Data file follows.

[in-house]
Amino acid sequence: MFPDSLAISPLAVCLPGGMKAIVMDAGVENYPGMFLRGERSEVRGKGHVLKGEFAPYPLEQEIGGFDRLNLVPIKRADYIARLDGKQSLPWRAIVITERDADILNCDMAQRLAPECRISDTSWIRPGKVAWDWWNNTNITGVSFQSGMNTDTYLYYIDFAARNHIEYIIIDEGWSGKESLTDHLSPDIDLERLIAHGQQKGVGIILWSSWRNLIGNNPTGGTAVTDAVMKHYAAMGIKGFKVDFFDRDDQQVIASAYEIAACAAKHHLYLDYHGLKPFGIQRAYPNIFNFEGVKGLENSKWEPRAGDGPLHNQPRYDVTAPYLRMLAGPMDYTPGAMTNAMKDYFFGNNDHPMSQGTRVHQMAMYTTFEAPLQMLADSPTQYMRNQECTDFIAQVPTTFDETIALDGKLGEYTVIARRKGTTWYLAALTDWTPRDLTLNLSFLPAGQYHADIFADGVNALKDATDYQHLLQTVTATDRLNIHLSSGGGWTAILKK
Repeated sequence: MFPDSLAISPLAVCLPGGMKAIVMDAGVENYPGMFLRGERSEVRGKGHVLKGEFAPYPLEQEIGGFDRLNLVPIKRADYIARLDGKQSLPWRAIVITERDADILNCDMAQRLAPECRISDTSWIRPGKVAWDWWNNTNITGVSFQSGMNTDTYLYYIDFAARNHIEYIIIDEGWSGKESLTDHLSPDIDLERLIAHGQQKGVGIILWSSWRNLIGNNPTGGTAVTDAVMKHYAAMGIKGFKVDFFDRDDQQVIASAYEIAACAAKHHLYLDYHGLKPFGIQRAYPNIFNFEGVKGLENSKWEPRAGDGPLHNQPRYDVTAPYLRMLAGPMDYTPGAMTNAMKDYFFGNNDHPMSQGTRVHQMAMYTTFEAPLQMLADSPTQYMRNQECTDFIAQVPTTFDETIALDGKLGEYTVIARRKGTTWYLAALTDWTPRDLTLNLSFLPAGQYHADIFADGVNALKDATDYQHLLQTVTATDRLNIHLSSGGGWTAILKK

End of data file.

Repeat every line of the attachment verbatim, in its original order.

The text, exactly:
[in-house]
Amino acid sequence: MFPDSLAISPLAVCLPGGMKAIVMDAGVENYPGMFLRGERSEVRGKGHVLKGEFAPYPLEQEIGGFDRLNLVPIKRADYIARLDGKQSLPWRAIVITERDADILNCDMAQRLAPECRISDTSWIRPGKVAWDWWNNTNITGVSFQSGMNTDTYLYYIDFAARNHIEYIIIDEGWSGKESLTDHLSPDIDLERLIAHGQQKGVGIILWSSWRNLIGNNPTGGTAVTDAVMKHYAAMGIKGFKVDFFDRDDQQVIASAYEIAACAAKHHLYLDYHGLKPFGIQRAYPNIFNFEGVKGLENSKWEPRAGDGPLHNQPRYDVTAPYLRMLAGPMDYTPGAMTNAMKDYFFGNNDHPMSQGTRVHQMAMYTTFEAPLQMLADSPTQYMRNQECTDFIAQVPTTFDETIALDGKLGEYTVIARRKGTTWYLAALTDWTPRDLTLNLSFLPAGQYHADIFADGVNALKDATDYQHLLQTVTATDRLNIHLSSGGGWTAILKK
Repeated sequence: MFPDSLAISPLAVCLPGGMKAIVMDAGVENYPGMFLRGERSEVRGKGHVLKGEFAPYPLEQEIGGFDRLNLVPIKRADYIARLDGKQSLPWRAIVITERDADILNCDMAQRLAPECRISDTSWIRPGKVAWDWWNNTNITGVSFQSGMNTDTYLYYIDFAARNHIEYIIIDEGWSGKESLTDHLSPDIDLERLIAHGQQKGVGIILWSSWRNLIGNNPTGGTAVTDAVMKHYAAMGIKGFKVDFFDRDDQQVIASAYEIAACAAKHHLYLDYHGLKPFGIQRAYPNIFNFEGVKGLENSKWEPRAGDGPLHNQPRYDVTAPYLRMLAGPMDYTPGAMTNAMKDYFFGNNDHPMSQGTRVHQMAMYTTFEAPLQMLADSPTQYMRNQECTDFIAQVPTTFDETIALDGKLGEYTVIARRKGTTWYLAALTDWTPRDLTLNLSFLPAGQYHADIFADGVNALKDATDYQHLLQTVTATDRLNIHLSSGGGWTAILKK